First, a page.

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Best Bargain Shopping in Paris

Dragnet chair by Kenneth Cobonpue at Merci, 
a three-story boutique 
in the Marais.

Photo: Marie Hennechart

Bargain-Hunting in St.-Germain

The next day I meet Juliette Gitel-Lassablière in the heart of the Sixth Arrondissement. Though Gitel-Lassablière, effortlessly chic in jeans and a trench, insists that there are all kinds of affordable gems hidden in this fancy neighborhood, I am frankly dubious. To prove her point, she suggests we dip into André, a chain shoe store I must have walked past a thousand times. Once inside I realize how it is that French women manage to look so stunning on minuscule salaries: a black suede high-heeled pump, elegant as a Louboutin though minus the red sole, is $125. At Monoprix, the massive discount store that I have occasionally visited to pick up Band-Aids and Bourjois makeup, the looks are a total eye-opener. Like H&M, Monoprix collaborates with designers, which is why the $110 black dress with the satin straps is so alluring—it’s from Erotokritos, a cult label with its own Parisian boutiques.

Of course, bargain is a relative term. Gitel-Lassablière points out that what a five-and-dime designer dress needs is a decent handbag and takes me to Les Trois Marches de Catherine B, where everything is secondhand, super-mint, and bearing one of just a few labels: Chanel, Vuitton, Hermès. Prices range from $140 for a scarf to $5,600 for a tangerine Kelly bag (but at least there’s no waiting list).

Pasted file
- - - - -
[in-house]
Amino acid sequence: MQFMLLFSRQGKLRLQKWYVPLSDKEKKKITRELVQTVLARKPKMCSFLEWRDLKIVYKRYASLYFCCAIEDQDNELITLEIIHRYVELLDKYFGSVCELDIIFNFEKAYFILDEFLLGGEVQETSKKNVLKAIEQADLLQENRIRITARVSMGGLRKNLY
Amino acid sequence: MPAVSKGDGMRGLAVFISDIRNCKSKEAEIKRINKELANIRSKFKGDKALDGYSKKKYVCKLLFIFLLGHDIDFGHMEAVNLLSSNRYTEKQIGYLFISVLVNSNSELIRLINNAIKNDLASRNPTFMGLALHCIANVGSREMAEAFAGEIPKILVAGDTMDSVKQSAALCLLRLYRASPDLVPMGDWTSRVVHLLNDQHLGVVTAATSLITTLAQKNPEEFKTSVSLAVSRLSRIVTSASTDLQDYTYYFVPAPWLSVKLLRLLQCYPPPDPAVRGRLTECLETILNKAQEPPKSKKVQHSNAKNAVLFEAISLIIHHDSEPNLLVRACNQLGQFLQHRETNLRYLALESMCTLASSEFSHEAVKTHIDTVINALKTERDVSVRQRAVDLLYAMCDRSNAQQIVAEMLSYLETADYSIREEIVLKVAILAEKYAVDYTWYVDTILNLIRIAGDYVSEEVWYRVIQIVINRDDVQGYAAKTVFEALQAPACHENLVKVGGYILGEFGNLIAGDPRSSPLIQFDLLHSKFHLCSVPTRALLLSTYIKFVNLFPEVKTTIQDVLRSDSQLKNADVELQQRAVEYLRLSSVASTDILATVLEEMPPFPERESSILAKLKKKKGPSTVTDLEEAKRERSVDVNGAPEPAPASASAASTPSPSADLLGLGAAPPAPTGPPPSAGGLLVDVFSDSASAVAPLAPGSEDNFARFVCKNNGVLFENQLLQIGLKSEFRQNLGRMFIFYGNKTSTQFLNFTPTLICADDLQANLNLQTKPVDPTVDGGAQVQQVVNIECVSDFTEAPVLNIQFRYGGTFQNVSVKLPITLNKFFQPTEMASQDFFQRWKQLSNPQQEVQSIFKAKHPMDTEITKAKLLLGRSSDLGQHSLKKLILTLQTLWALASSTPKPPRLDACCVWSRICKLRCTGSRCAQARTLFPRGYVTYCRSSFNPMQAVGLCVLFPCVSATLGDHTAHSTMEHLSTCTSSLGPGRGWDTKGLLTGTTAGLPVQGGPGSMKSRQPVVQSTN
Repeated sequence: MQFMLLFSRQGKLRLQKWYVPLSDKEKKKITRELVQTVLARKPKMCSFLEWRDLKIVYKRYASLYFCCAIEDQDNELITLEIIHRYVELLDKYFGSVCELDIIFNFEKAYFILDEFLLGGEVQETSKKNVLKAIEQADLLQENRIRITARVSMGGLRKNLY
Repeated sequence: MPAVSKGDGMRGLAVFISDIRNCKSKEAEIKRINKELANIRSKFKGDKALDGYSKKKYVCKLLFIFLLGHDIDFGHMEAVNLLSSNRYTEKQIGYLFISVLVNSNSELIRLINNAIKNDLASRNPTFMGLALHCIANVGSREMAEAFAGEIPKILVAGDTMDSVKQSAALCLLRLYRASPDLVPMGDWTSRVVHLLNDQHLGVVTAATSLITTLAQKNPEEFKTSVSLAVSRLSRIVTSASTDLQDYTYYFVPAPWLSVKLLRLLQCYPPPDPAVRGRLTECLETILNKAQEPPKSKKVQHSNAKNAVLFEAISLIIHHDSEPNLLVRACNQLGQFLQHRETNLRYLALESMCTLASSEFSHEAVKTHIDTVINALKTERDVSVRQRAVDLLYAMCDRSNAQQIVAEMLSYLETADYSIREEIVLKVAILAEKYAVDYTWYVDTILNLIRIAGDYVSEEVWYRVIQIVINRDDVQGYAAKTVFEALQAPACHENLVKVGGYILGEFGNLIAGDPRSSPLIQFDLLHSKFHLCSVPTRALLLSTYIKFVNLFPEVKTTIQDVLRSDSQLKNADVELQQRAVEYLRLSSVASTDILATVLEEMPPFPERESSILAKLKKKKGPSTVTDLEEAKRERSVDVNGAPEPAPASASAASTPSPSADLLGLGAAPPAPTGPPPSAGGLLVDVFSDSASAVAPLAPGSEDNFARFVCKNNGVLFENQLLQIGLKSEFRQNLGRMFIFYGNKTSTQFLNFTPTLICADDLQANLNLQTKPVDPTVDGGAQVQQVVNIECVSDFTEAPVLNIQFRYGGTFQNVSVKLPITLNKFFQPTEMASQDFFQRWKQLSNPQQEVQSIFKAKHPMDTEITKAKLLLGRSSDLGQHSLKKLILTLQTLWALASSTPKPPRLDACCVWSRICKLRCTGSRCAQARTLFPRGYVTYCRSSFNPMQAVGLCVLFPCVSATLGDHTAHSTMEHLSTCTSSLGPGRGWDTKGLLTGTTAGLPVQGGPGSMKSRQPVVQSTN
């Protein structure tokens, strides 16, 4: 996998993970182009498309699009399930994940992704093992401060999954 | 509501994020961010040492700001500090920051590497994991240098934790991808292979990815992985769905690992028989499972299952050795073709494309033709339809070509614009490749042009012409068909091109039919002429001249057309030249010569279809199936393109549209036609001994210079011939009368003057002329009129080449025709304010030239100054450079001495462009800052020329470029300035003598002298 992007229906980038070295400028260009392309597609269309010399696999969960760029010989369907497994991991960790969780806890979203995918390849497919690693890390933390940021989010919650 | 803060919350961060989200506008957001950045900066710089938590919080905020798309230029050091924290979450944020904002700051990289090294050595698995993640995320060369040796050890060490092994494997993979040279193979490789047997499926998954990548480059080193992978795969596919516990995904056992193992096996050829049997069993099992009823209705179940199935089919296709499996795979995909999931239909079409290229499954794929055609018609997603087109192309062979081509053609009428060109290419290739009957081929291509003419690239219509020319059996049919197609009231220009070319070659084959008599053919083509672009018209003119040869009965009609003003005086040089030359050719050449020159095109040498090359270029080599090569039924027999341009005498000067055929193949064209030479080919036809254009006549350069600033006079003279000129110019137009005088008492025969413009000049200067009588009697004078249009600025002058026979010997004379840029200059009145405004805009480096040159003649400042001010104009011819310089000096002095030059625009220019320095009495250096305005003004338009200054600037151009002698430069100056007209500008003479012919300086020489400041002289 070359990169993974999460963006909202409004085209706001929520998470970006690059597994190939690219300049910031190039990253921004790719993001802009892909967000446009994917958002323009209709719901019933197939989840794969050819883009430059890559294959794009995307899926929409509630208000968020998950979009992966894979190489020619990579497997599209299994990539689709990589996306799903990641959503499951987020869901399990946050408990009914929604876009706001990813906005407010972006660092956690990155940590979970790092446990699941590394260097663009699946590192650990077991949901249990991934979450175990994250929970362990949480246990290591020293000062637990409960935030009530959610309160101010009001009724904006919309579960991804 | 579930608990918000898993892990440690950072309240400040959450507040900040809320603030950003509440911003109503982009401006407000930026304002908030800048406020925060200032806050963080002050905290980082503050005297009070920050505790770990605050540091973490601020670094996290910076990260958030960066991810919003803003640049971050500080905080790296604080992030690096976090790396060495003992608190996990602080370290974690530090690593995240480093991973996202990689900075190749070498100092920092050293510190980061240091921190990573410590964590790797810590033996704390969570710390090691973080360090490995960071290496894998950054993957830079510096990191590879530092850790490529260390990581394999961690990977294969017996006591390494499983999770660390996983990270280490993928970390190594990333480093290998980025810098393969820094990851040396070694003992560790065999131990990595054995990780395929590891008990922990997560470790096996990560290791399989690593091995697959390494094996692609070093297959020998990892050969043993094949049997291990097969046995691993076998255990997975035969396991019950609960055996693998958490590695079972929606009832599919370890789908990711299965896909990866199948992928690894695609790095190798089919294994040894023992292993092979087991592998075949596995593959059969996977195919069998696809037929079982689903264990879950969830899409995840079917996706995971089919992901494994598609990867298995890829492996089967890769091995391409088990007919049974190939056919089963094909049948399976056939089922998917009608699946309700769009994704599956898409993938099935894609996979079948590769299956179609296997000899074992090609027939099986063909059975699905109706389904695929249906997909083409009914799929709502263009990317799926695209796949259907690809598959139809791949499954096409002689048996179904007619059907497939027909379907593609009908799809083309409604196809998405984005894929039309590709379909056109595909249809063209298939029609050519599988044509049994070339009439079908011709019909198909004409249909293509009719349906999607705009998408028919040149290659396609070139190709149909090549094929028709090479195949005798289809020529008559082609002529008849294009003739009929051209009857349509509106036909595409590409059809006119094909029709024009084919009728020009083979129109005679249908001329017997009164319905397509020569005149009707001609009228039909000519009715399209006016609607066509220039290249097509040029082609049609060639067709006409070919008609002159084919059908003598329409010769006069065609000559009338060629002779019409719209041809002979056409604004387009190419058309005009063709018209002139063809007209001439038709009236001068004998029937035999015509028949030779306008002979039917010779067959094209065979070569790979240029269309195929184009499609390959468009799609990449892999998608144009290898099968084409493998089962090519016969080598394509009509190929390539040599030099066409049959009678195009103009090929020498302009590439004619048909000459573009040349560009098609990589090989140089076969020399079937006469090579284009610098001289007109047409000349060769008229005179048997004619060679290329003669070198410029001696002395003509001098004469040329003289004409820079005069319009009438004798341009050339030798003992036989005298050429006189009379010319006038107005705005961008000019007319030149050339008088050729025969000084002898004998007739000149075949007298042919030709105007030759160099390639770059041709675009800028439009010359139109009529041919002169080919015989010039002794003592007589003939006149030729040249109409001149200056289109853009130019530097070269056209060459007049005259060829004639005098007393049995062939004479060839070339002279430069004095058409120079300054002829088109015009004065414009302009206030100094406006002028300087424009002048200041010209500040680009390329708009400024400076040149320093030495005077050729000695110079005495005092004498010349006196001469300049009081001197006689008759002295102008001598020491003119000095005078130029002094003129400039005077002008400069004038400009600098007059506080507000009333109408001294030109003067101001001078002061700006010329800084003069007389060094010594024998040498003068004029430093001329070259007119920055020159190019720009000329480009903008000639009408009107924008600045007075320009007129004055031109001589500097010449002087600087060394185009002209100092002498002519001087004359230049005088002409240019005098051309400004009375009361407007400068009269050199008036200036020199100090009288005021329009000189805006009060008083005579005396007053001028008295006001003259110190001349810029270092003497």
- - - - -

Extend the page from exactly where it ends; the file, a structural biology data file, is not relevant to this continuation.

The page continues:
The next few hours are a retail whirlwind: she introduces me to Cyrillus, Paris’s answer to J.Crew, where a sharp blouse with pleated sleeves is $69; to Losco, where the made-to-measure belts worthy of Jane Birkin are around $195 (maybe not the most affordable belt in the world, but pretty good for a one-of-a-kind keepsake). At Des Petits Hauts, a literally star-studded boutique (étoiles dot the pink floors), a quintessentially Parisian pink mohair cardigan (think Amélie) is $145. For more-classic tastes, the remarkably unpretentious Eric Bompard has cashmere pullovers at under $280. There are even less-rarefied souvenirs at the vast Pharmacie Suprapharm, with coveted powder-room brands—Klorane shampoo for $5.90; Elgydium toothpaste, $7.50 for two; Anthelios sunscreen for $12—sold at reduced prices. “Don’t even think about coming here on Saturdays—it’s a nightmare,” Gitel-Lassablière warns. Last up is the adorable Bonpoint outlet, where the iconic baby clothes—pin tucks! smocking! hand-knitted booties!—are all 30 percent off, though it doesn’t actually say this anywhere, which is why I finally admit to myself that it’s sometimes indispensable to have a native guide.

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